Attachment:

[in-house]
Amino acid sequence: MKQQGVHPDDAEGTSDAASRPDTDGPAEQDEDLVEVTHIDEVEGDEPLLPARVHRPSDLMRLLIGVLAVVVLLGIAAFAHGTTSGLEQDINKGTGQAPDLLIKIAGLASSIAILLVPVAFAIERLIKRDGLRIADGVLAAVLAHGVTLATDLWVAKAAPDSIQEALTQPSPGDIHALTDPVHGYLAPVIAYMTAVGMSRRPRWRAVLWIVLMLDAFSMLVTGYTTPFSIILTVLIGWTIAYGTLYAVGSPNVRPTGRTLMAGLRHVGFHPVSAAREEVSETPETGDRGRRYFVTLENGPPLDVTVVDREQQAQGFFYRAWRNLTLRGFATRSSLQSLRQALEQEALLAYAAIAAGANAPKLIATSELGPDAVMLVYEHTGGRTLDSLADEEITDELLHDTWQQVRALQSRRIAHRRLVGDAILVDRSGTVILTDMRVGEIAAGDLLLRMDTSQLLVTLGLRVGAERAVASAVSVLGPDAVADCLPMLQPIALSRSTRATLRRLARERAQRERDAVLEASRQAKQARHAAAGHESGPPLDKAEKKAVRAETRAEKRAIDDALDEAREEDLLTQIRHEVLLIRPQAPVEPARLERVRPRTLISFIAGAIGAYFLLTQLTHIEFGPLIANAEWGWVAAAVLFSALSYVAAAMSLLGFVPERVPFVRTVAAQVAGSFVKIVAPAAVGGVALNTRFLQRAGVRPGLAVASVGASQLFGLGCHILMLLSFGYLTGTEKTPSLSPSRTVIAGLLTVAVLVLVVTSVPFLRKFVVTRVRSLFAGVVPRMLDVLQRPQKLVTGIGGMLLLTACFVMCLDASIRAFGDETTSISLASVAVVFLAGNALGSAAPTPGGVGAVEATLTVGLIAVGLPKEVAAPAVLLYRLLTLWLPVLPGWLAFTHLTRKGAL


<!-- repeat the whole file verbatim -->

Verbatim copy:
[in-house]
Amino acid sequence: MKQQGVHPDDAEGTSDAASRPDTDGPAEQDEDLVEVTHIDEVEGDEPLLPARVHRPSDLMRLLIGVLAVVVLLGIAAFAHGTTSGLEQDINKGTGQAPDLLIKIAGLASSIAILLVPVAFAIERLIKRDGLRIADGVLAAVLAHGVTLATDLWVAKAAPDSIQEALTQPSPGDIHALTDPVHGYLAPVIAYMTAVGMSRRPRWRAVLWIVLMLDAFSMLVTGYTTPFSIILTVLIGWTIAYGTLYAVGSPNVRPTGRTLMAGLRHVGFHPVSAAREEVSETPETGDRGRRYFVTLENGPPLDVTVVDREQQAQGFFYRAWRNLTLRGFATRSSLQSLRQALEQEALLAYAAIAAGANAPKLIATSELGPDAVMLVYEHTGGRTLDSLADEEITDELLHDTWQQVRALQSRRIAHRRLVGDAILVDRSGTVILTDMRVGEIAAGDLLLRMDTSQLLVTLGLRVGAERAVASAVSVLGPDAVADCLPMLQPIALSRSTRATLRRLARERAQRERDAVLEASRQAKQARHAAAGHESGPPLDKAEKKAVRAETRAEKRAIDDALDEAREEDLLTQIRHEVLLIRPQAPVEPARLERVRPRTLISFIAGAIGAYFLLTQLTHIEFGPLIANAEWGWVAAAVLFSALSYVAAAMSLLGFVPERVPFVRTVAAQVAGSFVKIVAPAAVGGVALNTRFLQRAGVRPGLAVASVGASQLFGLGCHILMLLSFGYLTGTEKTPSLSPSRTVIAGLLTVAVLVLVVTSVPFLRKFVVTRVRSLFAGVVPRMLDVLQRPQKLVTGIGGMLLLTACFVMCLDASIRAFGDETTSISLASVAVVFLAGNALGSAAPTPGGVGAVEATLTVGLIAVGLPKEVAAPAVLLYRLLTLWLPVLPGWLAFTHLTRKGAL